Santa Fe is a mecca for shoppers. Whether you are decorating your home in Southwest decor or are looking for that special piece of Indian jewelry, Santa Fe will have what you are looking for. We provide you with suggestions for a great Santa Fe shopping experience. Some of our selections are internationally known and others are will totally surprise you. Let's get ready to shop 'til we drop in Santa Fe, New Mexico.
Ortega's on the Plaza
If you want to go to a place that has hand-selected the best jewelry from the best Native American artisans try Ortega's on the Plaza. Located right on the corner of W. San Francisco and Lincoln, Ortega's is a good place to go if you want to ensure that your purchase is authentic and that you have the choice of the most noteworthy and creative artisans. You'll find amazing jewelry, masks, pottery and rugs. Of course you will pay dearly for all this hand-selection of pieces, but if money is not an issue, I'd recommend heading for Ortega's.
Rainbow Man, on 107 E. Palace, has a unique collection of Edward S. Curtis photography. These historic prints are worth a stop. The shop has long been a trusted source for Native American and Hispanic art and gifts.
Andrea Fisher Fine Pottery
If you want to see beautifully displayed high-end Pueblo pottery, head for the Fisher Gallery just off the Plaza at 100 San Francisco. Andrea Fisher's has fantastic examples of well-known potter's art and the staff are extremely knowledgeable.
Palace of the Governor's Portal
If Ortega's is a bit too pricy for your taste, head for the vendors under the shady portal at the Palace of the Governors on W. Palace Avenue, also on the Plaza. The vendors are screened, their jewelry and crafts are made by the artisans and the prices are considered average. The 900+ vendors represent forty-one tribes, pueblos, chapters and villages in New Mexico, the Navajo Nation, and parts of Arizona.
The first thing to know about art in Santa Fe is that Canyon Road and the Plaza area are the most frequented. You'll keep busy enjoying a wide variety of art in both areas of Santa Fe.
Ford Smith Gallery
If you want something bright and creative, head for the Ford Smith Gallery at 135 W Palace Ave # 101. Aside from the massive oils, there are reasonably priced Giclee' prints. The artist and his wife are often on-site and their openings draw an interesting crowd.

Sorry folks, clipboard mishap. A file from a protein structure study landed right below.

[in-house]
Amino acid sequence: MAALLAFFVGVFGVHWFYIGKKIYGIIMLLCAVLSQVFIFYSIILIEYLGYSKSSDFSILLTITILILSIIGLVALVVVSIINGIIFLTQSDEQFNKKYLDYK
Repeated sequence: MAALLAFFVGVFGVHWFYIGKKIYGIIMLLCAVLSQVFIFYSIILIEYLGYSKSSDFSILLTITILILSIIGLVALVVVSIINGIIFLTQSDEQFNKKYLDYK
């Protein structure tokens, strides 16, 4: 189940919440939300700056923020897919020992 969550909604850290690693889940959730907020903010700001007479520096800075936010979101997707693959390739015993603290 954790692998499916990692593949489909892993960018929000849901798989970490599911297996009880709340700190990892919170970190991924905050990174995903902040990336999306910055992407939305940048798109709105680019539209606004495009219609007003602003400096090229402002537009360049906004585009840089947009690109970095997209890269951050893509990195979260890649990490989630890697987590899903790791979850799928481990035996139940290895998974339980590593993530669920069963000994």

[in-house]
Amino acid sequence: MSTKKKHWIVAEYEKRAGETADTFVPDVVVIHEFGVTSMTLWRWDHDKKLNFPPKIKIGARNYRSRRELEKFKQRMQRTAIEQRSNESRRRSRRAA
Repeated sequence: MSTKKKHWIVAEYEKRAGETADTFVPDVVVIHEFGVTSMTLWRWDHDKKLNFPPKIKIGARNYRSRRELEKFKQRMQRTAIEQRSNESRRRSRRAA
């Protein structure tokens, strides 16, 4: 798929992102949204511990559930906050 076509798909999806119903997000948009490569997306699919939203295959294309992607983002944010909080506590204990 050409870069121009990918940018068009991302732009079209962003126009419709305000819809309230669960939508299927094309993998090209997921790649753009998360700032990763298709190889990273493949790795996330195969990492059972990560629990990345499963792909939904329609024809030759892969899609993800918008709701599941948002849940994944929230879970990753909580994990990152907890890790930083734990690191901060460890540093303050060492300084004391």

Delgado Street Galleries
Just off Canyon Road is Delgado Street, home to some very interesting galleries tucked away in vintage adobes. We discovered Delgado Street during a 4th Friday evening art walk. The art was varied and the music and complimentary finger foods kept us there until closing time.
Of particular note is the Galerie Esteban. If you enjoy modern/classic Spanish guitar, Esteban is probably known to you. You can purchase his CDs and DVDs at the gallery and peruse a great selection of local art. If you are enthralled with the little adobe gallery, look out back at the patio and garden. You can actually arrange to have your wedding there!
Jackalope for Fun!
Out Cerrillos Road look for the big Jackalope store. You can find imports from Mexico like brightly painted Oaxacan animals, inexpensive woven rugs, glassware, pottery for your yard and much more. You won't find the rumored Jackalope, however.
Santa Fe Indian Market
Each year the Santa Fe Indian Market includes 1,200 artists from about 100 tribes who show their work in over 600 booths. The event attracts an estimated 100,000 visitors to Santa Fe from all over the world. Buyers, collectors and gallery owners come to Indian Market to take advantage of the opportunity to buy directly from the artists. For many visitors, this is a rare opportunity to meet the artists and learn about contemporary Indian arts and cultures. Quality is the hallmark of the Santa Fe Indian Market.
You will find jewelry, pottery, art and furniture. Held annually in August. Full Article.
Santa Fe Spanish Market
Santa Fe's Spanish Market, held annually in July, celebrates the colorful Hispanic culture of Northern New Mexico. The traditional Spanish Market features handcrafted arts by 250 local Hispanic artists, music and regional foods. The same weekend, you can also visit the contemporary Spanish Market. It's a great place to buy tinwork, religious folk art and carvings. Full Article